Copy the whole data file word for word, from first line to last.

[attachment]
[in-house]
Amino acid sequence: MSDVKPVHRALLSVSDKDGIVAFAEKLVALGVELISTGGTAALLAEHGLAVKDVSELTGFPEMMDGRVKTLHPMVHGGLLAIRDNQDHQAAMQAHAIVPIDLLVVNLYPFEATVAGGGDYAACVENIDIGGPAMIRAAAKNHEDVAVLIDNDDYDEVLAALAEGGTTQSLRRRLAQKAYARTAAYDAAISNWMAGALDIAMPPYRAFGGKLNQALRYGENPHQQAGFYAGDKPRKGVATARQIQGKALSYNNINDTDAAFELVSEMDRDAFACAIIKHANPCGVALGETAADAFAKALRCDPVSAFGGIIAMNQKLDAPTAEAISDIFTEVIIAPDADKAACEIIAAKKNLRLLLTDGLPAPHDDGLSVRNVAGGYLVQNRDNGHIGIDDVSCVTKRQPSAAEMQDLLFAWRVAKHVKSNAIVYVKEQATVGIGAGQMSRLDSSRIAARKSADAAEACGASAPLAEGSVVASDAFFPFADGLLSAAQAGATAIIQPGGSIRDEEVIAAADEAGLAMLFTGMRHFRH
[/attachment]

[in-house]
Amino acid sequence: MSDVKPVHRALLSVSDKDGIVAFAEKLVALGVELISTGGTAALLAEHGLAVKDVSELTGFPEMMDGRVKTLHPMVHGGLLAIRDNQDHQAAMQAHAIVPIDLLVVNLYPFEATVAGGGDYAACVENIDIGGPAMIRAAAKNHEDVAVLIDNDDYDEVLAALAEGGTTQSLRRRLAQKAYARTAAYDAAISNWMAGALDIAMPPYRAFGGKLNQALRYGENPHQQAGFYAGDKPRKGVATARQIQGKALSYNNINDTDAAFELVSEMDRDAFACAIIKHANPCGVALGETAADAFAKALRCDPVSAFGGIIAMNQKLDAPTAEAISDIFTEVIIAPDADKAACEIIAAKKNLRLLLTDGLPAPHDDGLSVRNVAGGYLVQNRDNGHIGIDDVSCVTKRQPSAAEMQDLLFAWRVAKHVKSNAIVYVKEQATVGIGAGQMSRLDSSRIAARKSADAAEACGASAPLAEGSVVASDAFFPFADGLLSAAQAGATAIIQPGGSIRDEEVIAAADEAGLAMLFTGMRHFRH